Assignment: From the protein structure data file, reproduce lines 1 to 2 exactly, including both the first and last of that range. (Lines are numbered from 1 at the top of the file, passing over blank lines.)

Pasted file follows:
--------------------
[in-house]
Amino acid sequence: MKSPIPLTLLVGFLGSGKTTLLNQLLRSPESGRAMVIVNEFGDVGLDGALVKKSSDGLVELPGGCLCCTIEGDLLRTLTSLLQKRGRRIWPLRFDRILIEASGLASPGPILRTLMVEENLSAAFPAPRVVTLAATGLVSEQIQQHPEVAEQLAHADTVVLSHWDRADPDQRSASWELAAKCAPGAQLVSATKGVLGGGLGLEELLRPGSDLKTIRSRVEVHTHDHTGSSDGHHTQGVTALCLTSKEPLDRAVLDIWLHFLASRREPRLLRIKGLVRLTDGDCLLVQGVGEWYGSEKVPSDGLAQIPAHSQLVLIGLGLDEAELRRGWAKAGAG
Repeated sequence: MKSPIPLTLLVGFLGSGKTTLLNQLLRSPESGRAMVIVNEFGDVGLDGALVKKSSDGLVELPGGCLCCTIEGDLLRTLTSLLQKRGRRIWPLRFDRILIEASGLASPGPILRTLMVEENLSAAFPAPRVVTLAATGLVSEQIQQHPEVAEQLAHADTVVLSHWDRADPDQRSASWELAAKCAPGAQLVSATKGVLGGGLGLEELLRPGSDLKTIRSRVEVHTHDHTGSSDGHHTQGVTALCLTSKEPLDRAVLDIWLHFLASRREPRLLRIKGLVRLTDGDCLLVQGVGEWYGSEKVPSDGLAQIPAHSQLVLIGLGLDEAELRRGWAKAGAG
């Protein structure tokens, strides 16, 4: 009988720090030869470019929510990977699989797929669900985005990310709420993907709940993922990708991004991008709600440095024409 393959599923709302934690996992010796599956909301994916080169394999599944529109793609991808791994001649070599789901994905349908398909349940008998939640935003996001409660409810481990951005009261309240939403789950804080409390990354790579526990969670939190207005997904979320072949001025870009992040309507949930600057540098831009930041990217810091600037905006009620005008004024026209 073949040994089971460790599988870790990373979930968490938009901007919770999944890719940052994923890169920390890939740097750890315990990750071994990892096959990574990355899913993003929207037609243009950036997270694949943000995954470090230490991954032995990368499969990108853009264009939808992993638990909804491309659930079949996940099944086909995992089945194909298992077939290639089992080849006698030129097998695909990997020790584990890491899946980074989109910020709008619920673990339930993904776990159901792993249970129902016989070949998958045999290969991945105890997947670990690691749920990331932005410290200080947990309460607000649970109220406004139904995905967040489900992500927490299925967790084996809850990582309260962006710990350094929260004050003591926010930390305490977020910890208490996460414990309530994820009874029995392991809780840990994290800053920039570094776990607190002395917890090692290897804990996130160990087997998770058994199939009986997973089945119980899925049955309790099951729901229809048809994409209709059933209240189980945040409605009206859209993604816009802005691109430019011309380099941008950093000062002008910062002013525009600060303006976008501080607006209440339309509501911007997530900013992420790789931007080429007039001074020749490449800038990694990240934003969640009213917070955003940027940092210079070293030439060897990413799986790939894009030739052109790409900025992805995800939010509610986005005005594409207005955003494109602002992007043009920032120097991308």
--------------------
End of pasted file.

[in-house]
Amino acid sequence: MKSPIPLTLLVGFLGSGKTTLLNQLLRSPESGRAMVIVNEFGDVGLDGALVKKSSDGLVELPGGCLCCTIEGDLLRTLTSLLQKRGRRIWPLRFDRILIEASGLASPGPILRTLMVEENLSAAFPAPRVVTLAATGLVSEQIQQHPEVAEQLAHADTVVLSHWDRADPDQRSASWELAAKCAPGAQLVSATKGVLGGGLGLEELLRPGSDLKTIRSRVEVHTHDHTGSSDGHHTQGVTALCLTSKEPLDRAVLDIWLHFLASRREPRLLRIKGLVRLTDGDCLLVQGVGEWYGSEKVPSDGLAQIPAHSQLVLIGLGLDEAELRRGWAKAGAG